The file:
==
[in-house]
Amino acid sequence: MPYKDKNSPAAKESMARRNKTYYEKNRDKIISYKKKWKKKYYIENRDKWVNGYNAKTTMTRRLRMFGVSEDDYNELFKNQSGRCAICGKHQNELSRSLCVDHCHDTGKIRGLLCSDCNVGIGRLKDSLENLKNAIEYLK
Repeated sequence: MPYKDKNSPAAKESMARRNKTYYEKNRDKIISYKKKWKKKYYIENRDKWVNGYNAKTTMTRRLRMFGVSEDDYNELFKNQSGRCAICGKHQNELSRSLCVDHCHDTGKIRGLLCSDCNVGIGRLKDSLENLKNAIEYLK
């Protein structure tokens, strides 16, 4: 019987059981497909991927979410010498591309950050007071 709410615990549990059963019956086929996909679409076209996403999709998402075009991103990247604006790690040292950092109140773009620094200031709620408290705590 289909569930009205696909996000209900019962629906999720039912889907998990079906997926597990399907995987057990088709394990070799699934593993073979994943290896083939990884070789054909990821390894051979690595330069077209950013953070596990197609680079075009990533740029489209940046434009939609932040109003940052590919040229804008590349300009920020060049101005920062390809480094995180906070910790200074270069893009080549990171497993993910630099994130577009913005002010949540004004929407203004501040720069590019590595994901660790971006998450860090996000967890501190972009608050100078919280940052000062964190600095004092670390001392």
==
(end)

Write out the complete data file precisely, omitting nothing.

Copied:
[in-house]
Amino acid sequence: MPYKDKNSPAAKESMARRNKTYYEKNRDKIISYKKKWKKKYYIENRDKWVNGYNAKTTMTRRLRMFGVSEDDYNELFKNQSGRCAICGKHQNELSRSLCVDHCHDTGKIRGLLCSDCNVGIGRLKDSLENLKNAIEYLK
Repeated sequence: MPYKDKNSPAAKESMARRNKTYYEKNRDKIISYKKKWKKKYYIENRDKWVNGYNAKTTMTRRLRMFGVSEDDYNELFKNQSGRCAICGKHQNELSRSLCVDHCHDTGKIRGLLCSDCNVGIGRLKDSLENLKNAIEYLK
């Protein structure tokens, strides 16, 4: 019987059981497909991927979410010498591309950050007071 709410615990549990059963019956086929996909679409076209996403999709998402075009991103990247604006790690040292950092109140773009620094200031709620408290705590 289909569930009205696909996000209900019962629906999720039912889907998990079906997926597990399907995987057990088709394990070799699934593993073979994943290896083939990884070789054909990821390894051979690595330069077209950013953070596990197609680079075009990533740029489209940046434009939609932040109003940052590919040229804008590349300009920020060049101005920062390809480094995180906070910790200074270069893009080549990171497993993910630099994130577009913005002010949540004004929407203004501040720069590019590595994901660790971006998450860090996000967890501190972009608050100078919280940052000062964190600095004092670390001392």